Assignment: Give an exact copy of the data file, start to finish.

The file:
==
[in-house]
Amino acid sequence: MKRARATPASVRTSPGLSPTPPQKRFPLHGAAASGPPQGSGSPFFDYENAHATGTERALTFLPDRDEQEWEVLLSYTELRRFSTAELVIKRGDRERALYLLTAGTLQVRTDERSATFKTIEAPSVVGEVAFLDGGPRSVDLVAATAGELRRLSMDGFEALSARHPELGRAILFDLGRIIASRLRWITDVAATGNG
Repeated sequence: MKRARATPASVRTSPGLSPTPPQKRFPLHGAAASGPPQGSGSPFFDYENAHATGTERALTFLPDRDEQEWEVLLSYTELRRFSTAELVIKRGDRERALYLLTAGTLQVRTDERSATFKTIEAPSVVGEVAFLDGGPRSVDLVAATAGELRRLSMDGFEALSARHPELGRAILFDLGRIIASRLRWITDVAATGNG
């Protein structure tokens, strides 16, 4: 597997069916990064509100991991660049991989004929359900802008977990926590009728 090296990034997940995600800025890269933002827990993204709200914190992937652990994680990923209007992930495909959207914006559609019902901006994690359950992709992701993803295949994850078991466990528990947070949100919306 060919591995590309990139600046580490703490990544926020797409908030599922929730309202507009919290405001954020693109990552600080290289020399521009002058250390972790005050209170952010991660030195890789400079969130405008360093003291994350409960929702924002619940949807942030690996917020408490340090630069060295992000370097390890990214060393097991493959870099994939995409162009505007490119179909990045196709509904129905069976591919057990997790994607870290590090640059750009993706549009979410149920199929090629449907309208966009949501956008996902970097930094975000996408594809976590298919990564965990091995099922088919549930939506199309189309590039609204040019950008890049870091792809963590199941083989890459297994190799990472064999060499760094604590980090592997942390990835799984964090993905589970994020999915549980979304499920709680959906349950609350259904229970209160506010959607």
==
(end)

[in-house]
Amino acid sequence: MKRARATPASVRTSPGLSPTPPQKRFPLHGAAASGPPQGSGSPFFDYENAHATGTERALTFLPDRDEQEWEVLLSYTELRRFSTAELVIKRGDRERALYLLTAGTLQVRTDERSATFKTIEAPSVVGEVAFLDGGPRSVDLVAATAGELRRLSMDGFEALSARHPELGRAILFDLGRIIASRLRWITDVAATGNG
Repeated sequence: MKRARATPASVRTSPGLSPTPPQKRFPLHGAAASGPPQGSGSPFFDYENAHATGTERALTFLPDRDEQEWEVLLSYTELRRFSTAELVIKRGDRERALYLLTAGTLQVRTDERSATFKTIEAPSVVGEVAFLDGGPRSVDLVAATAGELRRLSMDGFEALSARHPELGRAILFDLGRIIASRLRWITDVAATGNG
């Protein structure tokens, strides 16, 4: 597997069916990064509100991991660049991989004929359900802008977990926590009728 090296990034997940995600800025890269933002827990993204709200914190992937652990994680990923209007992930495909959207914006559609019902901006994690359950992709992701993803295949994850078991466990528990947070949100919306 060919591995590309990139600046580490703490990544926020797409908030599922929730309202507009919290405001954020693109990552600080290289020399521009002058250390972790005050209170952010991660030195890789400079969130405008360093003291994350409960929702924002619940949807942030690996917020408490340090630069060295992000370097390890990214060393097991493959870099994939995409162009505007490119179909990045196709509904129905069976591919057990997790994607870290590090640059750009993706549009979410149920199929090629449907309208966009949501956008996902970097930094975000996408594809976590298919990564965990091995099922088919549930939506199309189309590039609204040019950008890049870091792809963590199941083989890459297994190799990472064999060499760094604590980090592997942390990835799984964090993905589970994020999915549980979304499920709680959906349950609350259904229970209160506010959607």